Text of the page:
A long-serving member of staff, however, expressed the view that:
 Even if you are trying to uphold the philosophy by speaking openly and honestly through the right channels,they make out that you are not. They take you into an office, get you to explain things and then attack you.They attempt to disprove you
 – 
tell you that your way of thinking and feeling is wrong. How can anybody think 
or feel in a ‘wrong’ way?
 
From the perspective of the
senior managers, misbehaving employees are “not on board” or “justdon‟t get it”.
Analysis of employee
s points of view, however, suggest that
staff do “get it”,
but donot always like it. At times, key staff - even senior staff - expressed reservations about the HRMpractices of the company. In the latter stages of the research, the MD admitted that a boardmember has resigned when psychological techniques were introduced into HRM practice.Despite these disagreements, HR staff followed CIPD
„best practice‟ in the handling of employee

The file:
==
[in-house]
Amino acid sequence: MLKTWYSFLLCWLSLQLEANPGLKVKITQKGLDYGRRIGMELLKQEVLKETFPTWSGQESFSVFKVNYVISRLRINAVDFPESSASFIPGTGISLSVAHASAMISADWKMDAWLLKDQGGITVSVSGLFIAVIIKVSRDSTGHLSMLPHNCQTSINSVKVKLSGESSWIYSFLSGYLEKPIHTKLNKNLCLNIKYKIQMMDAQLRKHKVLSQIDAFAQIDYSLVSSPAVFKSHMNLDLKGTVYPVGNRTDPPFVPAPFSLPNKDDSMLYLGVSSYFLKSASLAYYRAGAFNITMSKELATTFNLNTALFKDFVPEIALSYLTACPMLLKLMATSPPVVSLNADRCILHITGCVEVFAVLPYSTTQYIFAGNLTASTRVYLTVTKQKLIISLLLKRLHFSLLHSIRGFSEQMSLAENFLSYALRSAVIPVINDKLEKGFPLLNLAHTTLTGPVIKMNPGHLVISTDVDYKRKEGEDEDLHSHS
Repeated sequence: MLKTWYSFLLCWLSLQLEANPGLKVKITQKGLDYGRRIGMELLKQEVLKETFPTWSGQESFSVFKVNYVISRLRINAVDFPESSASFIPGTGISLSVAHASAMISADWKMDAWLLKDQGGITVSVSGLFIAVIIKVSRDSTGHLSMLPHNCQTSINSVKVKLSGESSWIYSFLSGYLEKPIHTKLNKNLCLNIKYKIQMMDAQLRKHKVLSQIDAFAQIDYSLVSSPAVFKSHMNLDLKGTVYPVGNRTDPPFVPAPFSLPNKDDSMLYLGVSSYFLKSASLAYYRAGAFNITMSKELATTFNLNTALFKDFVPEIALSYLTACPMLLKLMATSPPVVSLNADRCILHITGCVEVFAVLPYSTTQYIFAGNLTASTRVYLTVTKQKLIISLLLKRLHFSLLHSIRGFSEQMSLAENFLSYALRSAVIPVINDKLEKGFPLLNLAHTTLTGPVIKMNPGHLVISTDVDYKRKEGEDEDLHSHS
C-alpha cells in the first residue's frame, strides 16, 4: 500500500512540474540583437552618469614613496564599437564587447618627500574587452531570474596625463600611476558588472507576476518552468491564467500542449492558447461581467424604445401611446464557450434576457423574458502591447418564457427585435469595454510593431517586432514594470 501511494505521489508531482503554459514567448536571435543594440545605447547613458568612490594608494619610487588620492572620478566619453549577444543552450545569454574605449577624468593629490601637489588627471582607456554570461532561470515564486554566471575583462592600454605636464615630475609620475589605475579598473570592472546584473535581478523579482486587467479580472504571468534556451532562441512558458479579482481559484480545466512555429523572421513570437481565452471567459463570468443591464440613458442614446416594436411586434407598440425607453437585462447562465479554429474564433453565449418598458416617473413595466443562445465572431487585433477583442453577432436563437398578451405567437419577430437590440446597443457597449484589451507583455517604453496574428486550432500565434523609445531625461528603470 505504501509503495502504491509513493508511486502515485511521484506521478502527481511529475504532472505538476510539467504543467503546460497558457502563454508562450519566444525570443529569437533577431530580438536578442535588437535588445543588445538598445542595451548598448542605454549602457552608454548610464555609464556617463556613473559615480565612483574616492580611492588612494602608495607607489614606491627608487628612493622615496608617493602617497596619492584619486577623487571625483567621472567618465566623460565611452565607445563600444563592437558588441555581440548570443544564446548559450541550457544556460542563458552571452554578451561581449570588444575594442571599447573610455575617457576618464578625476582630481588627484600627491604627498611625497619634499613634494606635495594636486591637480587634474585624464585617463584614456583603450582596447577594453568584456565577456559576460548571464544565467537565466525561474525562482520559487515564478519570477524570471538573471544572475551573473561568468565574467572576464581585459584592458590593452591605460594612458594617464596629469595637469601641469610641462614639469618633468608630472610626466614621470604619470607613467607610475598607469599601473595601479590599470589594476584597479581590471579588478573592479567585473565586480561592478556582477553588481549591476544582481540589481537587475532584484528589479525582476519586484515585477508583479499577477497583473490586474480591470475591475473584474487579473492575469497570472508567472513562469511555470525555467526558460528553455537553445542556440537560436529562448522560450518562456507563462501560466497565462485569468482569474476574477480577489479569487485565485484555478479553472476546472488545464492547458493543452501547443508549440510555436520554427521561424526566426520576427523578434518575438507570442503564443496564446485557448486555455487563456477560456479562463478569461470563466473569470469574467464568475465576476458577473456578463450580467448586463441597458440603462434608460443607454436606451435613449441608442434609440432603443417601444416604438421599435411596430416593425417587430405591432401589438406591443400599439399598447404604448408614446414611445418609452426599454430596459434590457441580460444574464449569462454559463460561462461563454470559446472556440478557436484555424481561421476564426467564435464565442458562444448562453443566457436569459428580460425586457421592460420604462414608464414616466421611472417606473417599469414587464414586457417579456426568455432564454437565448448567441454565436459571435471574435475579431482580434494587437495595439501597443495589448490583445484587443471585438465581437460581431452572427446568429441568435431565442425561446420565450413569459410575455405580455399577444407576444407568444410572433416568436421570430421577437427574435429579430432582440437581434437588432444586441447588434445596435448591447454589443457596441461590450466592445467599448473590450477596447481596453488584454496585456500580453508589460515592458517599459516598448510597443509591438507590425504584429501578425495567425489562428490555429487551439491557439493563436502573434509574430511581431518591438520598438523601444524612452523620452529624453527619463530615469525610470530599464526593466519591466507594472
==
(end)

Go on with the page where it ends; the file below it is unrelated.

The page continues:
grievances and complaints. From 2003, they ended the use of formal disciplinary proceedingsagainst staff and began providing support for unhappy staff to leave the company if they could notmeet the CEO's aim of finding
“a resolution that all parties buy into willingly”.
 
 In 2003, Custom Products submitted a proposal jointly with Sheffield Hallam University to the UK Government 
’ 
sCommunity Interest Company (CIC) consultations for a generic management, governance and ownership model that could act as a template for social enterprises (see Figures 1, 2 and 3).
Based on findings from: Ridley-Duff, R. J. (2005)
Communitarian Perspectives on Corporate Governance,
PhD Thesis, Sheffield Hallam University, http://www.scribd.com/doc/3271344/  
 
Social Enterprise: Case Studies in Governance and HRM
Rory Ridley-Duff & Tracey Chadwick-Coule, 2010Creative Commons 3.0, Attribution No Derivatives